Dangerous Popsicles create a unique sensory experience. Before tasting with your tongue, you first taste with your eyes and mind. The popsicles are nothing but water and sugar, but ideas of deadly viruses and the spikiness of cacti are enough to stimulate your senses, even before your first taste.”
There are inherent contradictions in this project—the colors of the items look delicious, but the subject is unappetizing, but the surface is pleasingly tactile, but the structure is painful.
Aside from making the molds and freezing the pops, Li is also interested in the social interaction this project fosters. How do people react to the frozen unsavories? Try it yourself—find directions on how to make this project at Instructables. (via The Creator’s Project)
In photographer Filippo Romano’s fascinating series titled Nomadic Sellers, he documents the roaming salespeople of Africa. The images are mostly focused in eastern Nairobi and specifically in the slum of Mathare, which has a population of 600,000 people within 3 square miles. Each portrait features the peddler and their wares against the washed-out backdrop of the city streets.
We see the men with shoes and bras tied around their necks and arms full of music and wooden utensils. Their earnings are meager, and the goods they sell make a tenth of what pesticide peddlers yield. Those salespeople have most lucrative product and stand to make between 1,000 to 2,000 shellini (10 to 20 euros) in profit.
Romano notes that selling on the streets and going door-to-door is one of the most common trades in the African world. A seller who travels with goods on their back has most likely created their job through the necessity to fend for themselves. They are entrepreneurs.
Nomadic Sellers points to the infectious nature of global consumerism, and how even the far parts of the world want to own a pair of Nikes. At its very core, the series is an intriguing look at the innate human desire to own stuff, no matter how necessary or frivolous it may seem. (Via Feature Shoot)
In a book titled Concrete & Sex, photographer Sasha Kurmaz juxtaposes nude figures against urban and industrial scenes of post-Soviet Kiev. At a first glance, the images may not seem to have a lot in common, other than the similar tones of concrete and skin. One side displays bleak horizons and the hard façades of cold and crumbling buildings; the other takes us inside, to candid moments of warmth, flesh, and bodily expression. By splicing these images together, however, Kurmaz masterfully shakes their emotional and political similarities into relief; both resonate with a sense of alienation and the vying for connection. Bodies (with their faces hidden) and buildings become landscapes of departed dreams, made and unmade again by the social and political conditions that shape them.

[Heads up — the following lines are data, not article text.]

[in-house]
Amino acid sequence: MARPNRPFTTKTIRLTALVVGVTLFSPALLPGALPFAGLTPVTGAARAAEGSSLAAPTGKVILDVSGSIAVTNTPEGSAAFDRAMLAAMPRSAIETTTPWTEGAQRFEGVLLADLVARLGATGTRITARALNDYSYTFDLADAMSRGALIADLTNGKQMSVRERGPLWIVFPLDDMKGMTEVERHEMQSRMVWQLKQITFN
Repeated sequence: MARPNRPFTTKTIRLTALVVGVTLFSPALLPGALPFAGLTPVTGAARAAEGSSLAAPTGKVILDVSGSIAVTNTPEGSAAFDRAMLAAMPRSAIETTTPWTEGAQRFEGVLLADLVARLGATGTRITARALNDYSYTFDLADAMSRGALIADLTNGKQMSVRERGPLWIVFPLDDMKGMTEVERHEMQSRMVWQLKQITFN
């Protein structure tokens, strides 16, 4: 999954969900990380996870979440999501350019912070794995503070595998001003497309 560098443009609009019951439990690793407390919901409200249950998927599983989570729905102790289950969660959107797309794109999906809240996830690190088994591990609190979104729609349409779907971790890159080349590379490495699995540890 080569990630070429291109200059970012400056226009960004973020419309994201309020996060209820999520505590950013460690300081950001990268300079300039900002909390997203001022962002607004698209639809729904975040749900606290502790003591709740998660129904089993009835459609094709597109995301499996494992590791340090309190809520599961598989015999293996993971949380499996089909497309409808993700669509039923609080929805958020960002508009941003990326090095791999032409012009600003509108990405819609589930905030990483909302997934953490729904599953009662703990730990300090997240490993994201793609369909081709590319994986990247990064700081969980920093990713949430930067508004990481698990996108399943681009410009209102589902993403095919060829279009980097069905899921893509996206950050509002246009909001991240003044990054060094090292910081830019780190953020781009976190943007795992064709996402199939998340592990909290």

However, there is more than desolation in these juxtapositions. In comparing images of sex with devastated urban spaces, Concrete & Sex reverberates with a subtle resistance, a quiet protest against a system that strips the individual of power and evacuates life of meaning and beauty. The book’s description explores this further:
“On one hand, it’s impossible to ignore the political implications of this approach—as in so much of his output, one finds here the blunt advocacy of sex, vandalism, and, of course, artistic expression as meaningful responses to repressive conditions, and it doesn’t feel like a stretch to view this work, at least partially, as a comment on the status of the individual (whose identity within these pages is repeatedly [and tellingly] obscured by anonymity and/or physical distortion) within the broader mechanisms of public ideology and fading history.” (Source)
If the nude body can manifest its oppression and exploitation, it can also enact change. By moving, twisting, and contorting against architectures of despair, the figures in Kurmaz’s photos become enduring signifiers of life and self-expression within a deteriorating system.
Onania is an infected universe that has been accumulating character and detail since Jan Manski’s MA at Central Saint Martins in 2010. Onania’s development has been unrelentingly pervasive of Manski’s practice, appropriate to its nature as a diseased scourge.
Manski’s meticulous and total attention to minute detail has borne a product encased in the methodologies of this eminently inviting and hostile environment. Onania hosts an alternate reality and fertile breeding ground for mankind’s most despicable modern habits. Narcissism bred from frantic consumer culture is shown at its most destructive, with Onania’s inhabitants seeking its prime offering – unadulterated and uninterrupted pleasure.